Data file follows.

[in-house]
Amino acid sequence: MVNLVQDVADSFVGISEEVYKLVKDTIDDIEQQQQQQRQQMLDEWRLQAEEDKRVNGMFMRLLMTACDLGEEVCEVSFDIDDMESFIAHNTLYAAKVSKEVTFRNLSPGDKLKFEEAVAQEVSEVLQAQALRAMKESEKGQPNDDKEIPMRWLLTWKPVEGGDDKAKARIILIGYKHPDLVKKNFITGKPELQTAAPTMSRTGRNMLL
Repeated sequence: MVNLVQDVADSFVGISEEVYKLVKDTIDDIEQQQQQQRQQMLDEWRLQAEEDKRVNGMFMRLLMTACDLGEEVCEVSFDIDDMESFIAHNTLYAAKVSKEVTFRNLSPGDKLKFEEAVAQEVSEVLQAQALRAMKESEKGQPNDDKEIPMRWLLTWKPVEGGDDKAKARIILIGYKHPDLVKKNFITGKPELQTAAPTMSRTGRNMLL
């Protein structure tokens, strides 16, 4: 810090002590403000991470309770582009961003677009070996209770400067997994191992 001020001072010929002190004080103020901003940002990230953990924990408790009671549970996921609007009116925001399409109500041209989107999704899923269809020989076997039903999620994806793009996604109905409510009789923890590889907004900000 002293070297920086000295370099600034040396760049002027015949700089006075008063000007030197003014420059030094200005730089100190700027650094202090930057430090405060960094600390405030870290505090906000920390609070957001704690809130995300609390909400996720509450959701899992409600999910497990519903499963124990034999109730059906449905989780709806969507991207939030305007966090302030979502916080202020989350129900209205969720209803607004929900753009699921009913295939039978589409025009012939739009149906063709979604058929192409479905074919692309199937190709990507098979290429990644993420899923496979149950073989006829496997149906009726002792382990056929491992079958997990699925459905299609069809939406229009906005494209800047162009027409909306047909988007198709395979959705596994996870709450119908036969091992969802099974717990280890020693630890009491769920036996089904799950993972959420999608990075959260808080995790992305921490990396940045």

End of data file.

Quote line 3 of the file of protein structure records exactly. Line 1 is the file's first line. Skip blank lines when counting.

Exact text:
Repeated sequence: MVNLVQDVADSFVGISEEVYKLVKDTIDDIEQQQQQQRQQMLDEWRLQAEEDKRVNGMFMRLLMTACDLGEEVCEVSFDIDDMESFIAHNTLYAAKVSKEVTFRNLSPGDKLKFEEAVAQEVSEVLQAQALRAMKESEKGQPNDDKEIPMRWLLTWKPVEGGDDKAKARIILIGYKHPDLVKKNFITGKPELQTAAPTMSRTGRNMLL